The Suicide of a Civilization

By |2020-12-09T15:59:46-06:00December 9th, 2020|Categories: Christianity, Civilization, Culture, Death|

Suppose an anthropologist were asked, apart from the sound and fury of current politics, what were the signs of a dying culture, or a culture committing suicide? What might he respond, as following from human nature and from the terms of the question itself? What might he notice in our own? Such a culture would [...]

Neighborhoods: A Forgotten School of Family & Social Flourishing

By |2020-12-02T15:48:40-06:00December 2nd, 2020|Categories: Civil Society, Civilization, Community, Family|

The neighbourhood can give one a greater sense of a geographic and social whole. It can serve as a bridge between the home and the larger society. The limited control we have over who our neighbours are reflects the normal conditions of a large society. How well do you know your neighbours? How much does [...]

Prayer, Beauty, and Civilization

By |2020-11-21T10:16:29-06:00November 21st, 2020|Categories: Art, Beauty, Books, Christianity, Civilization, Culture, Imagination, Michael De Sapio, Senior Contributors|

In our zeal to articulate how Christianity has shaped civilization, we are apt to neglect the specific role of prayer. The good, the true, and the beautiful fostered by our civilization have been initiated and sustained by prayer. If one does not pray, what measure of human cultivation is one missing? Art and Prayer: The [...]

Signing of the Mayflower Compact

By |2020-11-20T15:38:01-06:00November 20th, 2020|Categories: American Republic, Christianity, Civilization, Government, History, Mayflower Compact|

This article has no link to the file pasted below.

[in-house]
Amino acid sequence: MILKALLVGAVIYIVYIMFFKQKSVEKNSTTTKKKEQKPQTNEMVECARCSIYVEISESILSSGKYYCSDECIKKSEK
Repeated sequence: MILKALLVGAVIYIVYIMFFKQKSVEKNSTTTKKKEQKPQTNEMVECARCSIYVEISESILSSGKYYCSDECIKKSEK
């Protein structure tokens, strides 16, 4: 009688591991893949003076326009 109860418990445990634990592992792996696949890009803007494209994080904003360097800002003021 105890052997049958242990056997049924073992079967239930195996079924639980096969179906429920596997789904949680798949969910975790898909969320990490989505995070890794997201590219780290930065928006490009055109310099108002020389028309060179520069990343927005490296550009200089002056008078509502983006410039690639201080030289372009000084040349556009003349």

In the name of God, amen. We whose names are under written… [h]aving undertaken for the Glory of God, and advancement of the christian [sic] faith, and the honour of our King and country, a voyage to plant the first colony in the northern parts of Virginia; do by these presents solemnly and mutually, in [...]

Satyagraha: Gandhi’s Civil Disobedience and Nonviolent Resistance

By |2020-10-22T15:33:55-05:00October 22nd, 2020|Categories: Civilization, Freedom, Politics, Rights|

In each country represented by adherents to truth or devotees of satyagraha—Gandhi’s concept of civil disobedience—their nonviolent efforts helped achieve seismic change and movement toward justice, all without resort to war. Their influence, and that of satyagraha, continues to cascade and ripple across the world incalculably. “I’m more convinced than ever before that nonviolence is [...]

Burke’s First Letter on a Regicide Peace

By |2020-10-15T09:55:34-05:00October 8th, 2020|Categories: Bradley J. Birzer, Civilization, Edmund Burke, Government, History, Politics, Revolution, Senior Contributors|

As Edmund Burke observed, real community begins with the free and natural choice to associate at the most personal, familial, and local level, with each community growing from the ground up. By misunderstanding this, the French Revolutionaries seceded not just from Christendom, but from the laws of nature. In the final years of his life, [...]